Chemical Air Contaminants
Chemical contaminants come from multiple sources, but one of the most common sources is combustion by-products (like carbon monoxide) from furnaces, boilers and/or water heaters (greenbuilding.com). Carbon monoxide (CO) is an odorless colorless gas that can cause sudden illness and death. Some of the most frequent symptoms of CO poisoning include headaches, dizziness, nausea, and confusion. Breathing in high levels of carbon monoxide can cause flu-like symptoms in otherwise healthy people while inhaling extremely high levels can result in loss of consciousness and death (CDC, 2009). Any fuel-burning appliance that is not adequately vented and/or regularly maintained can be a potential source of CO.
Ailments Associated With Indoor Air Quality (IAQ)
- Allergic Rhinitis
- Cardiovascular stress
- Coughing, throat and nose irritation
- Eye irritation
- Digestive problems
- Dry, chapped, irritated skin
- Impaired lung function, shortness of breath
- Impaired vision
- Impaired coordination
- Learning impairment
- Liver and kidney damage
- Loss of bone calcium
- Nervous system depression
- Nose bleeds
- Respiratory Distress
- Sinus congestion
Indoor Air Quality Solutions
So, what are some solutions? You can take immediate action by making sure you have adequate ventilation in your building. To prevent mold it’s important to get regular maintenance to your HVAC systems, keep gutters clean to avoid the potential of moisture getting in the house, and making sure that if you find mold, the surface is either thoroughly cleaned or removed (in extreme cases; CDC, 2009).
Additionally, by simply being mindful of the products you use (cleaning products for example) and making sure there is a constant airflow of fresh air, it ensures the reduction of possible contaminants in the air. To reduce Carbon monoxide, the first step is always to install a CO monitor. It’s important to keep in mind that you should never use gas-powered equipment (e.g. charcoal grills, lanterns) indoors, and to make sure that when purchasing appliances for your house, to only buy certified and tested combustion appliances (CDC, 2009).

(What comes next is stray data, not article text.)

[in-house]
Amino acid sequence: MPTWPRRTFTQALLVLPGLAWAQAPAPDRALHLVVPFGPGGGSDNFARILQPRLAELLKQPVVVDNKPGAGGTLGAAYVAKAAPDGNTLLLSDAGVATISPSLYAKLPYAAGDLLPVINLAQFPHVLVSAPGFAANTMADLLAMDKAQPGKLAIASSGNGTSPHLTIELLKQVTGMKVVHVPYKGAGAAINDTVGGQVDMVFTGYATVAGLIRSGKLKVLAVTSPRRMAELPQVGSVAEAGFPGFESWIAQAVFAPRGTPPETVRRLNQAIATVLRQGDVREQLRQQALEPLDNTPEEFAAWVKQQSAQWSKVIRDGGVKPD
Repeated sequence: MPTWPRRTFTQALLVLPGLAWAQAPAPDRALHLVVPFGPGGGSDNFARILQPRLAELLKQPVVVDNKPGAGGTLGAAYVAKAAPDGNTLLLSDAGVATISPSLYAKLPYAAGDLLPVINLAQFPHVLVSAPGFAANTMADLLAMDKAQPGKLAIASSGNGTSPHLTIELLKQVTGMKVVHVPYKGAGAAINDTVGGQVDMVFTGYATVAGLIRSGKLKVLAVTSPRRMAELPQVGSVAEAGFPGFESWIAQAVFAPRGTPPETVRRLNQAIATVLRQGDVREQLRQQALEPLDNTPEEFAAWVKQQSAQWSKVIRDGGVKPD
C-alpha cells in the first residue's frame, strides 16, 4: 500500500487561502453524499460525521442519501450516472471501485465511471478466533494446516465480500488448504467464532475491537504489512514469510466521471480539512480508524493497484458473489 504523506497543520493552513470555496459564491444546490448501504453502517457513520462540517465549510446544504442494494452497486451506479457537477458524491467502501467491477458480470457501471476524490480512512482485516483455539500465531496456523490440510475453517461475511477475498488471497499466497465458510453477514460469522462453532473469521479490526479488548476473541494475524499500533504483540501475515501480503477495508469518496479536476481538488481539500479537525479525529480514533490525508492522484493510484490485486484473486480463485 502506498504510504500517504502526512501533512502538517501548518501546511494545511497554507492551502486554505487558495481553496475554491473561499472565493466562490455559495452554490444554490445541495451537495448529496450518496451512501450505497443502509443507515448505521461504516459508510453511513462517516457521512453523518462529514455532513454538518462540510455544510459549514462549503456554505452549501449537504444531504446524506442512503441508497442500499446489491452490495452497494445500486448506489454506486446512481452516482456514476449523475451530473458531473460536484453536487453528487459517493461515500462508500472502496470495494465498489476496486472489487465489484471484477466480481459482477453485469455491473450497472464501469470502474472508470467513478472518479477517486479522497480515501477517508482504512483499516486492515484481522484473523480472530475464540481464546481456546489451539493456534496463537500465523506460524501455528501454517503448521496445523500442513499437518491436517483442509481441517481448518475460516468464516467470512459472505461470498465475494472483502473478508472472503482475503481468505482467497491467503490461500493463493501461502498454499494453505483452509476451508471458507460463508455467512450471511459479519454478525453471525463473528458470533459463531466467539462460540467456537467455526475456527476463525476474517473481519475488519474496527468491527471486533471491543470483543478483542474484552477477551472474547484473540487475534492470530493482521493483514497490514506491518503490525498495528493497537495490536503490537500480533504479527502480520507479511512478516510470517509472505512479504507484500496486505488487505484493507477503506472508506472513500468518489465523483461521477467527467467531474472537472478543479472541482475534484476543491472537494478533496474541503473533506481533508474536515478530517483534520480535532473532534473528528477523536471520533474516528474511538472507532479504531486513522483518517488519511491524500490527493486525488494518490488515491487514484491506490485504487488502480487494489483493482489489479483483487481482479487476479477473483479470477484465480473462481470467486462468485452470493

Long Term Solutions
For long term solutions, building green is the way to go. This can apply to new buildings or renovations in a current building. Though some may assume that it is best to start from scratch, there are multitudes of solutions that can be implemented for existing structures that can substantially improve the Indoor Air Quality of your building.
Now more than ever it’s important to be mindful of your surroundings due to the extended amount of time we are spending indoors. Our schedules have changed substantially, resulting in us spending the majority of our workdays (and our free time) indoors.
A fantastic way to increase our productivity and reduce the harmful effects of IAQ is to consider possible contaminants in your immediate environment and increase ventilation.
If you’re curious how to improve the IAQ in your house and/or other buildings with long-term solutions, please don’t hesitate to contact us at Alfandre Architecture so we can work together to find a lasting solution.
Graphic from: https://www.epa.gov
Sundell, J. (2004). On the history of indoor air quality and health. Indoor Air, 14, 51-58.
Links for more information
Exposure assessment tools:
An in-depth scientific look at IAQ: